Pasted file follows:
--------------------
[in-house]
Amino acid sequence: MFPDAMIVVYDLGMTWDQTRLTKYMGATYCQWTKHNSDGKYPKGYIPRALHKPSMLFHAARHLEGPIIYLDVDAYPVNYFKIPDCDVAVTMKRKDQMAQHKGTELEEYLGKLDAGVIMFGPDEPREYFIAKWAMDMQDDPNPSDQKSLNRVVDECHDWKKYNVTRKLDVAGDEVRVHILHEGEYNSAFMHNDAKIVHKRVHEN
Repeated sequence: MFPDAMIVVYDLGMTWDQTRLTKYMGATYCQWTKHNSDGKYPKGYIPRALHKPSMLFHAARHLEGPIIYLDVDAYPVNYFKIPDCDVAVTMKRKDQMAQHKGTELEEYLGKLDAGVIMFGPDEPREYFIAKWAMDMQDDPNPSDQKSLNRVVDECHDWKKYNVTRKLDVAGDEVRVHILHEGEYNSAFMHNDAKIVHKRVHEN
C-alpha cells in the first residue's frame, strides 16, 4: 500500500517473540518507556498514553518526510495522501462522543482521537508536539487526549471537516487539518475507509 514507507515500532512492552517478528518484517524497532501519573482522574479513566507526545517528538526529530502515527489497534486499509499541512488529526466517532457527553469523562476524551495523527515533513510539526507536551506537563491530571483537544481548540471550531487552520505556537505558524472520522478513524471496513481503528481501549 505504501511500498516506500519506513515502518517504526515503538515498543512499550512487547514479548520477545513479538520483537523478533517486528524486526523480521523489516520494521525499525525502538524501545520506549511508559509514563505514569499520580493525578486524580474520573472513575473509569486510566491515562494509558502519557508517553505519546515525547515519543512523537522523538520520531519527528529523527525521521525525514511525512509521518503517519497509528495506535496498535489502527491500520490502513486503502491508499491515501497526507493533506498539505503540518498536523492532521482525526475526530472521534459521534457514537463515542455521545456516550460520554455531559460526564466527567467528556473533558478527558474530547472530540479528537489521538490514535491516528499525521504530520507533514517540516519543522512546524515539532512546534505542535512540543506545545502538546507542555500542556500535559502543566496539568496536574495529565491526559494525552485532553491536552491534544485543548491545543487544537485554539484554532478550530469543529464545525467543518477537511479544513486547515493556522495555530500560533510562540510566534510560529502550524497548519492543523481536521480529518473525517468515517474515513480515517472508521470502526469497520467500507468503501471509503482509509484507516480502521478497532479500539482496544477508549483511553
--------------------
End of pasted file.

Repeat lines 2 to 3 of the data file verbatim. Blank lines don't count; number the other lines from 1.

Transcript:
Amino acid sequence: MFPDAMIVVYDLGMTWDQTRLTKYMGATYCQWTKHNSDGKYPKGYIPRALHKPSMLFHAARHLEGPIIYLDVDAYPVNYFKIPDCDVAVTMKRKDQMAQHKGTELEEYLGKLDAGVIMFGPDEPREYFIAKWAMDMQDDPNPSDQKSLNRVVDECHDWKKYNVTRKLDVAGDEVRVHILHEGEYNSAFMHNDAKIVHKRVHEN
Repeated sequence: MFPDAMIVVYDLGMTWDQTRLTKYMGATYCQWTKHNSDGKYPKGYIPRALHKPSMLFHAARHLEGPIIYLDVDAYPVNYFKIPDCDVAVTMKRKDQMAQHKGTELEEYLGKLDAGVIMFGPDEPREYFIAKWAMDMQDDPNPSDQKSLNRVVDECHDWKKYNVTRKLDVAGDEVRVHILHEGEYNSAFMHNDAKIVHKRVHEN